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5-8] Can I use a CD recorder as a general-purpose reader?




Description

This article is from the CD-Recordable FAQ, by Andy McFadden (fadden@fadden.com) with numerous contributions by others.

5-8] Can I use a CD recorder as a general-purpose reader?

(2002/12/14)

You can, though there may be reasons not to. The seek times tend to be
slower than a standard CD-ROM drive because the head assembly is heavier.
Early CD recorders were optimized for writing, which doesn't require
fast seeks, and some users experienced jerky video playback as a result.
Most current models have pretty good seek times though (about 100ms vs.
80ms for a playback-only drive).

The MTBF on CD-R units has historically been lower than that of CD-ROM
drives, so it may be wise to use a different drive for general use to
preserve the life of the CD-R. Now that CD recorders are cheap enough to
be nearly disposable, though, there's not much point in worrying about them.
See also section (5-27) on laser diode lifetime.


(What follows are instructions for getting some of the early consumer CD
recorders to work as CD-ROM drives. You shouldn't need to worry about
any of this unless you bought an old drive in an auction.)

If you're using Win95, some older CD recorders don't show up as readers
without additional drivers, or (for SCSI drives) show up as 8 separate
LUNs. (LUNs are Logical UNits, useful for distinguishing between different
items loaded in a CD jukebox.) The reason why some older recorders don't
show up by default is that they're classified as "type 4" SCSI-2 devices,
which is used to indicate write-once devices. Standard CD-ROM drives are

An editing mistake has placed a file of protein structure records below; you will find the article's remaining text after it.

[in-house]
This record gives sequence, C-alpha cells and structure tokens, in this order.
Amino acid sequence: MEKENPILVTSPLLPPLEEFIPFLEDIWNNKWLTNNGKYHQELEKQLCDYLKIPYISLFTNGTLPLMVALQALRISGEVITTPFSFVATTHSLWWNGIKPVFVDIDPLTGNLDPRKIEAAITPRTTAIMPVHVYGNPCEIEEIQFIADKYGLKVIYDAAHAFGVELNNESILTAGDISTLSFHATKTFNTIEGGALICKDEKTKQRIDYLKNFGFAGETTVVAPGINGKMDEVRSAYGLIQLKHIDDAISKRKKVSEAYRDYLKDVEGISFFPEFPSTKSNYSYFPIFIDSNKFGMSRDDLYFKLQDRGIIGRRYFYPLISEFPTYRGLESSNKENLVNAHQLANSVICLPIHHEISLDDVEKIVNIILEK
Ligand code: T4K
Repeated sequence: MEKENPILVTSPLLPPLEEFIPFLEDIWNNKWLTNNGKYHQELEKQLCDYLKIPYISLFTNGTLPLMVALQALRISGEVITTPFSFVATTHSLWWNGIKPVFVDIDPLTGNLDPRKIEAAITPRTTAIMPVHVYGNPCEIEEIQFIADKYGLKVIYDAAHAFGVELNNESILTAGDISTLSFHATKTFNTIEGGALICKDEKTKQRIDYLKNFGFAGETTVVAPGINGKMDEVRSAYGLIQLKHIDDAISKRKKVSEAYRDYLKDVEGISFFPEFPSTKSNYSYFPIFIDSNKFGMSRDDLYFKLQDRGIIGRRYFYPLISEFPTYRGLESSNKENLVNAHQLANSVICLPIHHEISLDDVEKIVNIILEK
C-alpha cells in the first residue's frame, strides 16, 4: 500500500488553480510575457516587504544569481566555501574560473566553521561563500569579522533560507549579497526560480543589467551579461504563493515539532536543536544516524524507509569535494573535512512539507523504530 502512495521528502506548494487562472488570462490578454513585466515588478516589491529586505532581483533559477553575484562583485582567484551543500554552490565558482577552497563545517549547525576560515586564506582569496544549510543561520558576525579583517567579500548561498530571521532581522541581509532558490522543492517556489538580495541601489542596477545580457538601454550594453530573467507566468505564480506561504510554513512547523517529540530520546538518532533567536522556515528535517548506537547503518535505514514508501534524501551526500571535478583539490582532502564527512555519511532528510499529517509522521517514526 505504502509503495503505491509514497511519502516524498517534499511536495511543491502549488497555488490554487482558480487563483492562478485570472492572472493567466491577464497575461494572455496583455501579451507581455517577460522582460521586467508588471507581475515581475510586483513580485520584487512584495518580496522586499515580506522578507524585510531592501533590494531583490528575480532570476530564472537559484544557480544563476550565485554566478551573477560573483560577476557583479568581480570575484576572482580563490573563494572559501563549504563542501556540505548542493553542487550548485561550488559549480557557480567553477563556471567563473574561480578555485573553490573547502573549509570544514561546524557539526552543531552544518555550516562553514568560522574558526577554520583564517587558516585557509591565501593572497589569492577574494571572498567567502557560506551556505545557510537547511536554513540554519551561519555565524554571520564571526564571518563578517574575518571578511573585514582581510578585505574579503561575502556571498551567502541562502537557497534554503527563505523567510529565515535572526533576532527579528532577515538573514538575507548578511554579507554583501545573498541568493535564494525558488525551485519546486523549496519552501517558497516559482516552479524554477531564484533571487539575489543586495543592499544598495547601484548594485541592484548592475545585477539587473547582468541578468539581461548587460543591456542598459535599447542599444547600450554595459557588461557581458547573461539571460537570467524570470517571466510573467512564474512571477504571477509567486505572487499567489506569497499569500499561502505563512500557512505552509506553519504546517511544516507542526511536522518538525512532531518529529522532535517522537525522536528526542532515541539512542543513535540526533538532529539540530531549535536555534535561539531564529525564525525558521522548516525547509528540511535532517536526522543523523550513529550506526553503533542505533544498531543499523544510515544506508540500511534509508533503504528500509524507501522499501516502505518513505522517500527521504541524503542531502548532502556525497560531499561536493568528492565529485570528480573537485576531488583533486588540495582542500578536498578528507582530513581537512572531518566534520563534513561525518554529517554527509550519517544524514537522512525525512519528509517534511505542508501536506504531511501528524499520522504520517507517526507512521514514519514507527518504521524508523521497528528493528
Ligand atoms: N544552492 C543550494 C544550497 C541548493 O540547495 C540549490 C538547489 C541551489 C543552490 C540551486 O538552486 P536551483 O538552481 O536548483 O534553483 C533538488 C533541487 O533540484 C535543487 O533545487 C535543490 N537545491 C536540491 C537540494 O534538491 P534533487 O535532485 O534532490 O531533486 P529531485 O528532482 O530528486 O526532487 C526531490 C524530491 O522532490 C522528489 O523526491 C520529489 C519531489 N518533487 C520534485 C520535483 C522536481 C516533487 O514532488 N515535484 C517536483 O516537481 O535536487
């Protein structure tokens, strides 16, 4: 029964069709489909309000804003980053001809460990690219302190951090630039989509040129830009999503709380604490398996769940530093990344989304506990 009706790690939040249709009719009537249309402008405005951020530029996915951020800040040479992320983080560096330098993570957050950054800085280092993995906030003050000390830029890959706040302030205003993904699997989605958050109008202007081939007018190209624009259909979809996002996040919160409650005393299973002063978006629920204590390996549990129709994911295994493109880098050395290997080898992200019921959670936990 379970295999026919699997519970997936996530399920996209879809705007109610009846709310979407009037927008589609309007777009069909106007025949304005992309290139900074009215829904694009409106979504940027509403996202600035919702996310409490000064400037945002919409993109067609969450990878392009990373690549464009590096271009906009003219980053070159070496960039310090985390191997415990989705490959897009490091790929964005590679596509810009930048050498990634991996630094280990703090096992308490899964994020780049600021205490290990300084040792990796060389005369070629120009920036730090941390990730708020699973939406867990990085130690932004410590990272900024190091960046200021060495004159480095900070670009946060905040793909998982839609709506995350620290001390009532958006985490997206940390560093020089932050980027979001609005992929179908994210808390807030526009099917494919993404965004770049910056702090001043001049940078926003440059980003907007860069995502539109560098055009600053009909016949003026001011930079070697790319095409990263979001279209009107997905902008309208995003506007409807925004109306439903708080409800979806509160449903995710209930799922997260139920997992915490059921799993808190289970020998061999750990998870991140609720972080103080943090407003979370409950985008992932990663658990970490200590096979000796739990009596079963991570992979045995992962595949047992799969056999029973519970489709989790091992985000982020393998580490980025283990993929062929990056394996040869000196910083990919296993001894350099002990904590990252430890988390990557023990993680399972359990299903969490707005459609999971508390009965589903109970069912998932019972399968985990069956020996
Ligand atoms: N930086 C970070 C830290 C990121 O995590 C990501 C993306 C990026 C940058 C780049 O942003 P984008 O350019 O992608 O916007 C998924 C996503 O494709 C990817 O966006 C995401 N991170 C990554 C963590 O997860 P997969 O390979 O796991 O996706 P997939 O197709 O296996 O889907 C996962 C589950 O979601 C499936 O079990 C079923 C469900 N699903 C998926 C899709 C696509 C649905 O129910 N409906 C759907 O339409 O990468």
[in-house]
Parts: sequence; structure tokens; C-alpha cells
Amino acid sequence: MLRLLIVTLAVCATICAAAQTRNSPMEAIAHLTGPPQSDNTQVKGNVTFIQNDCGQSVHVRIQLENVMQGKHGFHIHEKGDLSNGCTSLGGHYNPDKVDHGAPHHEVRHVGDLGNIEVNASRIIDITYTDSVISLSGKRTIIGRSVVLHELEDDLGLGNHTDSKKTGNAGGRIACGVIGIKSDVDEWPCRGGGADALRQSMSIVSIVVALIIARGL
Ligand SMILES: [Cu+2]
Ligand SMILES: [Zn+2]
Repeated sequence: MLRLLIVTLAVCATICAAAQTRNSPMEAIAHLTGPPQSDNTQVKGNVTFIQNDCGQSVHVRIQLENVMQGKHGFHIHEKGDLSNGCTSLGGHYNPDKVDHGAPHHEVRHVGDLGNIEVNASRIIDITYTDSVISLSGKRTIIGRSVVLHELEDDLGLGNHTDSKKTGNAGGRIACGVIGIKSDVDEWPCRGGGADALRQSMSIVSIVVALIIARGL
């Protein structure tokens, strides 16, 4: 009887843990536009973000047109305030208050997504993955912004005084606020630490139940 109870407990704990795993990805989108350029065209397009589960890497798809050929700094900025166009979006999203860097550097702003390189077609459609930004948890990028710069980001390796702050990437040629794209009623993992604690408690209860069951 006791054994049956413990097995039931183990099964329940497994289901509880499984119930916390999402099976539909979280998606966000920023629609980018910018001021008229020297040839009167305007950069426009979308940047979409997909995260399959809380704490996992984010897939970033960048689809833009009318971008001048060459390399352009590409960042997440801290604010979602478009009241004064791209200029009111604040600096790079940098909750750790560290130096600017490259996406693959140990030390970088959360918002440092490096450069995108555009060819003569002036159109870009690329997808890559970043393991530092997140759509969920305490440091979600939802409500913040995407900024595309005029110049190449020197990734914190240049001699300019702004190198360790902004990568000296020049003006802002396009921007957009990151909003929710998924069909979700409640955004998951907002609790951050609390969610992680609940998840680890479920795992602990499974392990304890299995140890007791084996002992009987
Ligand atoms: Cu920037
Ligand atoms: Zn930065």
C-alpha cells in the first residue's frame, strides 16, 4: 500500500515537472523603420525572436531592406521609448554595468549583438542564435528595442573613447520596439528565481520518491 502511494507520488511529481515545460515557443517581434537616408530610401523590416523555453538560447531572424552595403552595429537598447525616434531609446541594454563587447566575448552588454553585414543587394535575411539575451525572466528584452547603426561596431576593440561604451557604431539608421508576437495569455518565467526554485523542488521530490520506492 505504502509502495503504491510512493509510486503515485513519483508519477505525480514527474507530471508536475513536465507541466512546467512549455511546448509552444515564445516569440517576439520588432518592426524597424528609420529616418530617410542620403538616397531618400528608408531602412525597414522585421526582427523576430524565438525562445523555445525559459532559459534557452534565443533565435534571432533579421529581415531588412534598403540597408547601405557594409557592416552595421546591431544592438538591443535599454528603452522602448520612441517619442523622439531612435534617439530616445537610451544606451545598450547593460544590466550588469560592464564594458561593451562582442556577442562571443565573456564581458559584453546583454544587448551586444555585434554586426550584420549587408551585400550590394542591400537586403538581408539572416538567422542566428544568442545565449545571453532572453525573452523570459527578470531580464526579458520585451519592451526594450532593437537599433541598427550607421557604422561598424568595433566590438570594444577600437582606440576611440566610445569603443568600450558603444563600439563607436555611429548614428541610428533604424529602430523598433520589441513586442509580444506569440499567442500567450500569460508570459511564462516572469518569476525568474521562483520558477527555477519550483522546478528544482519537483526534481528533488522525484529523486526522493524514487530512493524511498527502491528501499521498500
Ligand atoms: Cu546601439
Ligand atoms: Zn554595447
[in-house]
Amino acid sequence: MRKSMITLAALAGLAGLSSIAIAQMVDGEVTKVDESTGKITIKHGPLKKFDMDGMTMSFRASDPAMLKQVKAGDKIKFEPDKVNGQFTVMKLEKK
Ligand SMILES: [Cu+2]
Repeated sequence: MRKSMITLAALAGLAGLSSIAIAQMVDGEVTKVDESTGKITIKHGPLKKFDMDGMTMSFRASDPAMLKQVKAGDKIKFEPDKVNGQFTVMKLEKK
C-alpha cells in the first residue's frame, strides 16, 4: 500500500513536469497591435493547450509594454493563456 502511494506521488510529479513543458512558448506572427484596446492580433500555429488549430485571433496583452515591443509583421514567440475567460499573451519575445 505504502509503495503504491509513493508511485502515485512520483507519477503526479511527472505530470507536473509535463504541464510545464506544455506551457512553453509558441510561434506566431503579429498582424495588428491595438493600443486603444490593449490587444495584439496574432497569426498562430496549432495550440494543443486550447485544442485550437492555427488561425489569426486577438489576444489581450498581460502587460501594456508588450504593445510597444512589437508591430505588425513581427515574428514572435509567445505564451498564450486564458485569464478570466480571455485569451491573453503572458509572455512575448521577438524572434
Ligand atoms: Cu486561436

"type 5".

HP and Philips used to supply drivers for their older units, and
Corel used to supply several drivers for with their CD Creator
product. You used to be able to get get a patch from Adaptec at
ftp://ftp.adaptec.com/pub/BBS/win95/cdr4up.exe that would allow many type
4 drives, including the Yamaha CDR-100/102 and JVC XR-W2010, to appear as
CD-ROM drives, but it appears to be gone. You may be able to find these
archived on the web.

If you don't have the drivers, you can still get old SCSI drives to work
under Win9X by loading the real-mode drivers like this (example is for an
Adaptec 2940):

In Config.sys:
DEVICEHIGH=C:\SCSI\ASPI8DOS.SYS /D
DEVICEHIGH=C:\SCSI\ASPICD.SYS /D:ASPICD0

In Autoexec.bat:
LH C:\WINDOWS\COMMAND\MSCDEX.EXE /D:ASPICD0 /M:12

Incidentally, to *remove* the Adaptec cdr4up driver, you should remove
the file "CDR4VSD.VXD" from \Windows\System\Iosubsys, and reboot.

For IDE recorders, you need a more specific driver. The manufacturer's
web page likely has a link. See also http://www.drivershq.com/ and
http://www.windrivers.com/.


 

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